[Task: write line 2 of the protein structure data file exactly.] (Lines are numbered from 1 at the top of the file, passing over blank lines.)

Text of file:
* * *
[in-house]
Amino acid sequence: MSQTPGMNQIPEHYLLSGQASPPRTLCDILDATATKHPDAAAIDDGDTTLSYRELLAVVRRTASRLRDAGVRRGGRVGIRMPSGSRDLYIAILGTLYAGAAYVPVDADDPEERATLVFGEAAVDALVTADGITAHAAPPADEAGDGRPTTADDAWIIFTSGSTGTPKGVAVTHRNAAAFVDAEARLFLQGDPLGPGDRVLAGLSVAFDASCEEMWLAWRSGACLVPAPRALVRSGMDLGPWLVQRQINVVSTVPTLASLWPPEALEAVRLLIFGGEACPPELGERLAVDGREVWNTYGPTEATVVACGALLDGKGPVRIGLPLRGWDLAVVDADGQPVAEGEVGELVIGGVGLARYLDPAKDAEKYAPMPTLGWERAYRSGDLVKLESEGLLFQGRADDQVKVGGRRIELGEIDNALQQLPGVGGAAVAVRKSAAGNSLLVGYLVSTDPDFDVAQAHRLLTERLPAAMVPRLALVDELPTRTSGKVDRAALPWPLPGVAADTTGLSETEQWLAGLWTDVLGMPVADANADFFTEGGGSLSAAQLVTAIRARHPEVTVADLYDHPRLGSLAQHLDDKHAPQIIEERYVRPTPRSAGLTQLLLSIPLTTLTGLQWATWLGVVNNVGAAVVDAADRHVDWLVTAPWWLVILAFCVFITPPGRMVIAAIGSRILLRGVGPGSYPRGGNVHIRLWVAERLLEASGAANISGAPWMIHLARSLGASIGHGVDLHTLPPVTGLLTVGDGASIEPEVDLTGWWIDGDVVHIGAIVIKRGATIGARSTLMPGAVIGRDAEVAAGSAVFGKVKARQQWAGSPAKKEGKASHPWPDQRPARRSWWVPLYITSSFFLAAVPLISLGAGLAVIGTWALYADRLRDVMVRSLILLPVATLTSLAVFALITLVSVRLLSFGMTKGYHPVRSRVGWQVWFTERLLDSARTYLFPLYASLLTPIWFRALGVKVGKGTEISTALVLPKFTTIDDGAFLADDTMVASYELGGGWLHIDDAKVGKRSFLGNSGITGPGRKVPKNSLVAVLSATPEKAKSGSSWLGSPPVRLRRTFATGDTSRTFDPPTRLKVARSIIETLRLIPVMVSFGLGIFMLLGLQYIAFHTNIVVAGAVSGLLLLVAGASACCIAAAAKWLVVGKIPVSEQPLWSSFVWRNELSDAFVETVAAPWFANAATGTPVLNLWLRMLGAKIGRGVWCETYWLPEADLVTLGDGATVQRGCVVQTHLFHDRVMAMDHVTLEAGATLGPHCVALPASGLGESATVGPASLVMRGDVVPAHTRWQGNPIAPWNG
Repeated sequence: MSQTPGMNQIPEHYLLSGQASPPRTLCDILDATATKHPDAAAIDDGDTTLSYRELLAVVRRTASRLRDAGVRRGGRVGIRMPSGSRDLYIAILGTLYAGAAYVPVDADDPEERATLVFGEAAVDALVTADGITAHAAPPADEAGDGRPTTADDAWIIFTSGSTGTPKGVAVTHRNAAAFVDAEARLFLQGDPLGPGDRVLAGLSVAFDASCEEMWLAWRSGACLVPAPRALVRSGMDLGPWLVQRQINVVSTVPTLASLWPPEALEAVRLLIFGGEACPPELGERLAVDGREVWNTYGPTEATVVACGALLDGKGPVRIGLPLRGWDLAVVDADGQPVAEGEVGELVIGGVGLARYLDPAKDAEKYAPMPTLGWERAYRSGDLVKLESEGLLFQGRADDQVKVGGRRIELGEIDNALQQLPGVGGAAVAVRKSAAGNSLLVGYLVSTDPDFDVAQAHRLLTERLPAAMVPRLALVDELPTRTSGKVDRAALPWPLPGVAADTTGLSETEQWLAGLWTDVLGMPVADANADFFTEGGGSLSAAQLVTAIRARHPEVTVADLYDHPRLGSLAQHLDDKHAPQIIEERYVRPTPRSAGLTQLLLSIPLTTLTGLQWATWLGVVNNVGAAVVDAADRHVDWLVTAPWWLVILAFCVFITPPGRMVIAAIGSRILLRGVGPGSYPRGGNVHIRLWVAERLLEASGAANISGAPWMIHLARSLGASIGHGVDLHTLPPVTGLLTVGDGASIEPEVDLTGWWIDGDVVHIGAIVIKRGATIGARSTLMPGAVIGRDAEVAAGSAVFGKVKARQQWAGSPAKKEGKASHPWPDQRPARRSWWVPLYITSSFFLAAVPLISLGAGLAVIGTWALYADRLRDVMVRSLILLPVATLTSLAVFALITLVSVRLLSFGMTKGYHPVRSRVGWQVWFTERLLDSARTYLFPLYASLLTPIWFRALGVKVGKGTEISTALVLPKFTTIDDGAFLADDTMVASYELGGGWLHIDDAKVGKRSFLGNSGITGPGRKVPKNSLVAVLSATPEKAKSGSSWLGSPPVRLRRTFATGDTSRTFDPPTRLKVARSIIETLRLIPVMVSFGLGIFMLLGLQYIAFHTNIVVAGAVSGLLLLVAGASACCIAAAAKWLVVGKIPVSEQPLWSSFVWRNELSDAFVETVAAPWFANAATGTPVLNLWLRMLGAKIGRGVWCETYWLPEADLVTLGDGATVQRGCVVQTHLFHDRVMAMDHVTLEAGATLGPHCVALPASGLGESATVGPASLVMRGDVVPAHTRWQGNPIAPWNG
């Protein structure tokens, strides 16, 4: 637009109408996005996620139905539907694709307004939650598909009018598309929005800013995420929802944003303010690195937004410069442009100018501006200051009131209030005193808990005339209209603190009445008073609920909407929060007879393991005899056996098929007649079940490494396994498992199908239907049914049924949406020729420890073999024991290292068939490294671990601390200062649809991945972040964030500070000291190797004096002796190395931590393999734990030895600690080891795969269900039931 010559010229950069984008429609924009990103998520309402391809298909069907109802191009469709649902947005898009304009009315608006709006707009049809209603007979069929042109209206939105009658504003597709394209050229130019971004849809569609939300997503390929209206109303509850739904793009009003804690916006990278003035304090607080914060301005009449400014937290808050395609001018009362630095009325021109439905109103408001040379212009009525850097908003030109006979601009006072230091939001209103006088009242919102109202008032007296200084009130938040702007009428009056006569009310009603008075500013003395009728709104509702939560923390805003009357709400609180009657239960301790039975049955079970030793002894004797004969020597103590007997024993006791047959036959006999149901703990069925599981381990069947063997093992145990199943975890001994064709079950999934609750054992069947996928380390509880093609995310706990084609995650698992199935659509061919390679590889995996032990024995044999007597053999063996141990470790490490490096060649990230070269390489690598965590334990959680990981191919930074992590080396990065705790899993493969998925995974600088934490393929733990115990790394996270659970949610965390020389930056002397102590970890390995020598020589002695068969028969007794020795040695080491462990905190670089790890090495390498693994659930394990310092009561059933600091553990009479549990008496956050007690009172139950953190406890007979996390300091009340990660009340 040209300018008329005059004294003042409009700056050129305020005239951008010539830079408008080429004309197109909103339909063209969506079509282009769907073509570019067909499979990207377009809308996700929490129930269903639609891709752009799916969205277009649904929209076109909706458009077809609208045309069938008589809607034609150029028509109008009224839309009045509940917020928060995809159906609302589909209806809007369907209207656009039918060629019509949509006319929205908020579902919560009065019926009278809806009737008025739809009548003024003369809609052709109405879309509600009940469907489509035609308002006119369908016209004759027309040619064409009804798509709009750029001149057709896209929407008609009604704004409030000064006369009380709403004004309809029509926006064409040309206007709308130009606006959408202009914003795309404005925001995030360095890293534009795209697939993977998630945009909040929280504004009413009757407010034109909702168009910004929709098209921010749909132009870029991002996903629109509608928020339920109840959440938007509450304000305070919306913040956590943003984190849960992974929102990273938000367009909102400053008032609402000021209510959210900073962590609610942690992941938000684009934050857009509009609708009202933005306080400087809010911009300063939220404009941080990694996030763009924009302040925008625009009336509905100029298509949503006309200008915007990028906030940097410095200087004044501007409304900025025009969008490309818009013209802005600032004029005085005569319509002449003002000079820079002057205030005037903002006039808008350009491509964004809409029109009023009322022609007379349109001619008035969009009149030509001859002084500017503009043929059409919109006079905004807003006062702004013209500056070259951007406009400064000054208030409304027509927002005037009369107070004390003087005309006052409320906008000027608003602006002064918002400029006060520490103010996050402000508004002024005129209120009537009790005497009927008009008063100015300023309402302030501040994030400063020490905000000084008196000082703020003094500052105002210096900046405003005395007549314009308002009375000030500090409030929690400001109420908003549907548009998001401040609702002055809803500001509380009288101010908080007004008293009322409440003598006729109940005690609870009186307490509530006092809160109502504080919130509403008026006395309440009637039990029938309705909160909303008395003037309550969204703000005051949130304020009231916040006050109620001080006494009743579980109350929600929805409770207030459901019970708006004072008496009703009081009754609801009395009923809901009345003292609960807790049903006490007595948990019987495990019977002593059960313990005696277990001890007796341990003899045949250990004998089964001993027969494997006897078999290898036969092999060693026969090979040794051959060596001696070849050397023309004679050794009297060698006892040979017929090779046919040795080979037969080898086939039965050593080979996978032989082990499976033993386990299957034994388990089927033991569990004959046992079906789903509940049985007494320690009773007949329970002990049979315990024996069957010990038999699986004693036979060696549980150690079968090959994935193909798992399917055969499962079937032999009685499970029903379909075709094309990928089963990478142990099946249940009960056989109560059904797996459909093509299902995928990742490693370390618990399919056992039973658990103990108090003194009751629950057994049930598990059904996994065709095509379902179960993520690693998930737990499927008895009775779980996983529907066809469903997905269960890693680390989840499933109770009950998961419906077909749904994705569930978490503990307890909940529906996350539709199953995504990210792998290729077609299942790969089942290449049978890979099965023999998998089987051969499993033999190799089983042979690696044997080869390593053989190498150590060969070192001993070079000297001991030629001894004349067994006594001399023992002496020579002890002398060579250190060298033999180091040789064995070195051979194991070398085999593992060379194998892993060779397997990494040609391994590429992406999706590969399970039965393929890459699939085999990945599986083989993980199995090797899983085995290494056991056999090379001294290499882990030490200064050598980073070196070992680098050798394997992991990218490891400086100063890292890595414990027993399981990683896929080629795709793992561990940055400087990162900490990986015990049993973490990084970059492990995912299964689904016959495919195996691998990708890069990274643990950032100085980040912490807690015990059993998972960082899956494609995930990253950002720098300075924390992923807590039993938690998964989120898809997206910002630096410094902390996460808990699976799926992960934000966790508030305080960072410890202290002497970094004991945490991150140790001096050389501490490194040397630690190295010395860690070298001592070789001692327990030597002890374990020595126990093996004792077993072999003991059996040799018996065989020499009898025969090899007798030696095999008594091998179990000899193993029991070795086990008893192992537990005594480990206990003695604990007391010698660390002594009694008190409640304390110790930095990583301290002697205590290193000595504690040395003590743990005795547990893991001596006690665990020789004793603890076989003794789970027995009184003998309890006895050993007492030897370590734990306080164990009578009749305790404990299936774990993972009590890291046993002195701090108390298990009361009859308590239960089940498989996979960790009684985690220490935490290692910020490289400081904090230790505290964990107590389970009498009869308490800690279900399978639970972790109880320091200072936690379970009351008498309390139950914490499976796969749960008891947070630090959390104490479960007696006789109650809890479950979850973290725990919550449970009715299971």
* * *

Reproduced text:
Amino acid sequence: MSQTPGMNQIPEHYLLSGQASPPRTLCDILDATATKHPDAAAIDDGDTTLSYRELLAVVRRTASRLRDAGVRRGGRVGIRMPSGSRDLYIAILGTLYAGAAYVPVDADDPEERATLVFGEAAVDALVTADGITAHAAPPADEAGDGRPTTADDAWIIFTSGSTGTPKGVAVTHRNAAAFVDAEARLFLQGDPLGPGDRVLAGLSVAFDASCEEMWLAWRSGACLVPAPRALVRSGMDLGPWLVQRQINVVSTVPTLASLWPPEALEAVRLLIFGGEACPPELGERLAVDGREVWNTYGPTEATVVACGALLDGKGPVRIGLPLRGWDLAVVDADGQPVAEGEVGELVIGGVGLARYLDPAKDAEKYAPMPTLGWERAYRSGDLVKLESEGLLFQGRADDQVKVGGRRIELGEIDNALQQLPGVGGAAVAVRKSAAGNSLLVGYLVSTDPDFDVAQAHRLLTERLPAAMVPRLALVDELPTRTSGKVDRAALPWPLPGVAADTTGLSETEQWLAGLWTDVLGMPVADANADFFTEGGGSLSAAQLVTAIRARHPEVTVADLYDHPRLGSLAQHLDDKHAPQIIEERYVRPTPRSAGLTQLLLSIPLTTLTGLQWATWLGVVNNVGAAVVDAADRHVDWLVTAPWWLVILAFCVFITPPGRMVIAAIGSRILLRGVGPGSYPRGGNVHIRLWVAERLLEASGAANISGAPWMIHLARSLGASIGHGVDLHTLPPVTGLLTVGDGASIEPEVDLTGWWIDGDVVHIGAIVIKRGATIGARSTLMPGAVIGRDAEVAAGSAVFGKVKARQQWAGSPAKKEGKASHPWPDQRPARRSWWVPLYITSSFFLAAVPLISLGAGLAVIGTWALYADRLRDVMVRSLILLPVATLTSLAVFALITLVSVRLLSFGMTKGYHPVRSRVGWQVWFTERLLDSARTYLFPLYASLLTPIWFRALGVKVGKGTEISTALVLPKFTTIDDGAFLADDTMVASYELGGGWLHIDDAKVGKRSFLGNSGITGPGRKVPKNSLVAVLSATPEKAKSGSSWLGSPPVRLRRTFATGDTSRTFDPPTRLKVARSIIETLRLIPVMVSFGLGIFMLLGLQYIAFHTNIVVAGAVSGLLLLVAGASACCIAAAAKWLVVGKIPVSEQPLWSSFVWRNELSDAFVETVAAPWFANAATGTPVLNLWLRMLGAKIGRGVWCETYWLPEADLVTLGDGATVQRGCVVQTHLFHDRVMAMDHVTLEAGATLGPHCVALPASGLGESATVGPASLVMRGDVVPAHTRWQGNPIAPWNG